I thanked Chad for all his time and asked him to send me a set of Green opaque dice with white numbers. I wanted to leave the number coloring up to someone who had more experience than myself. Less than a week later I got my first set of Gamescience dice in the mail.

The dice came well packaged and survived the trip from Trenton, New Jersey all the way to Juneau, Alaska. When I took them out of their package the first thing you really notice is how sharp the sides of each dice are. It really sands out. I spent a good ten minutes just squeezing them in my hand and feeling all the edges.

GameScience Dice Blemishes

The next thing I noticed was the blemishes on each dice. They did stick out and they did not allow the dice to lay flat on the side that had the blemish, but just as Chad had said, a quick file with my fiancée emery board leveled off the imperfection so the dice would lay flat on the affected side. Also like Chad said the dice do not look flawless. Leveling off the imperfection made it so the dice would lay flat but you can still see where it was. Some of the dice also look a bit lighter or darker from one another. It’s just how it is.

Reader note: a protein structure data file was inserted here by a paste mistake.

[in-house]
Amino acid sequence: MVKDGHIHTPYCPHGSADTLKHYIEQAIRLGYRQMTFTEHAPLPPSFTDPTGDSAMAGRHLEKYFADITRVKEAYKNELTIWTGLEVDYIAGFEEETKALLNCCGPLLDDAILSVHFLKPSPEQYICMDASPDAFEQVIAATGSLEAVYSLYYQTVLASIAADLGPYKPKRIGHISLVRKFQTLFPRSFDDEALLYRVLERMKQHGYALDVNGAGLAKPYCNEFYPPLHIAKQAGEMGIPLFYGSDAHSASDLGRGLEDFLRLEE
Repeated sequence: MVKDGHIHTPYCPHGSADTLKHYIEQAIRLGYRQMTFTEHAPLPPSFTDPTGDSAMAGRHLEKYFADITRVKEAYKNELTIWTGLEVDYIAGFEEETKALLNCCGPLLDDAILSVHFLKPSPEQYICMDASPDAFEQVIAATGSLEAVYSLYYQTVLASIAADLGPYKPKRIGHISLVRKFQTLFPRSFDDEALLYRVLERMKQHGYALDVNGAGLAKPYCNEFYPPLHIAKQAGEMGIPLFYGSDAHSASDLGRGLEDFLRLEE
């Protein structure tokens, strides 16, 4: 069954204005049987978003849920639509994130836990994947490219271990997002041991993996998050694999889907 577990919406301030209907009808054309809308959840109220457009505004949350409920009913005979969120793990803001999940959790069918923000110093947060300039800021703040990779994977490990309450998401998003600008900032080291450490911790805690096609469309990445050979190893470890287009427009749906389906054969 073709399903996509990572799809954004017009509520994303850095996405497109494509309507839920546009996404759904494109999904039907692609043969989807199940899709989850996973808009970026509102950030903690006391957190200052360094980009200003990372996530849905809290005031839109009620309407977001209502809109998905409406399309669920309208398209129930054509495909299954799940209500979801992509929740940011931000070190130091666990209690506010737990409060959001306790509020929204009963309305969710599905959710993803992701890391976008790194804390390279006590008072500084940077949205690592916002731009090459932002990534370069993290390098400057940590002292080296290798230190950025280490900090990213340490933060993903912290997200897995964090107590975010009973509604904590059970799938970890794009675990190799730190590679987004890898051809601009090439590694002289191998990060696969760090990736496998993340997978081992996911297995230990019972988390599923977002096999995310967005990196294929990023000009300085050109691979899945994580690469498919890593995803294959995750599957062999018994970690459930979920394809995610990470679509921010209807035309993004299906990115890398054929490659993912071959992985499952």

Ever since I got my set of green Gamescience dice I have been using them at every game I have played since. I have noticed that the white numbering is starting to slowly flaking off. I think when and if it gets to a point where I want to redo the numbers on my dice I will try the crayon method.

I do not miss using my other dice at all. I feel that as a game master it is my job to provide a far balanced game. Having a set of dice that I feel are producing a more random result is part of that job. It’s also important to remember that when you are playing an RPG having fun is key. I am not requesting my players to go out and buy Gamescience dice. (but some have, including my Fiancée, who has bought several sets now.) I want my players to have fun and that means everyone gets to use the dice they like the most. Mine just happen to be Gamescience dice.

Check out Bridget’s post at Dicemonkey.net to see what she thinks of Gamescience dice.

The Importance of Dice